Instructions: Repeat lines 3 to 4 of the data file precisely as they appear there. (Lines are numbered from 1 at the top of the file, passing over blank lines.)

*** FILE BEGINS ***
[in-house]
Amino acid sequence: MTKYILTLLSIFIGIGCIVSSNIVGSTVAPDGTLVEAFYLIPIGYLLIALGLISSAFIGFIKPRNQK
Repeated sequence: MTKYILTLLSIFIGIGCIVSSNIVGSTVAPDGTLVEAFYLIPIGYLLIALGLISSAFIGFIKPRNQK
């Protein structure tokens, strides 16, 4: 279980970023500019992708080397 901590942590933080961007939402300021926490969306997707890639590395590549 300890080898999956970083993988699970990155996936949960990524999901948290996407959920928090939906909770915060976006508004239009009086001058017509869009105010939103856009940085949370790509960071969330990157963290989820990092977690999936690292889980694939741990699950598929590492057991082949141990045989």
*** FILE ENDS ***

Repeated sequence: MTKYILTLLSIFIGIGCIVSSNIVGSTVAPDGTLVEAFYLIPIGYLLIALGLISSAFIGFIKPRNQK
């Protein structure tokens, strides 16, 4: 279980970023500019992708080397 901590942590933080961007939402300021926490969306997707890639590395590549 300890080898999956970083993988699970990155996936949960990524999901948290996407959920928090939906909770915060976006508004239009009086001058017509869009105010939103856009940085949370790509960071969330990157963290989820990092977690999936690292889980694939741990699950598929590492057991082949141990045989």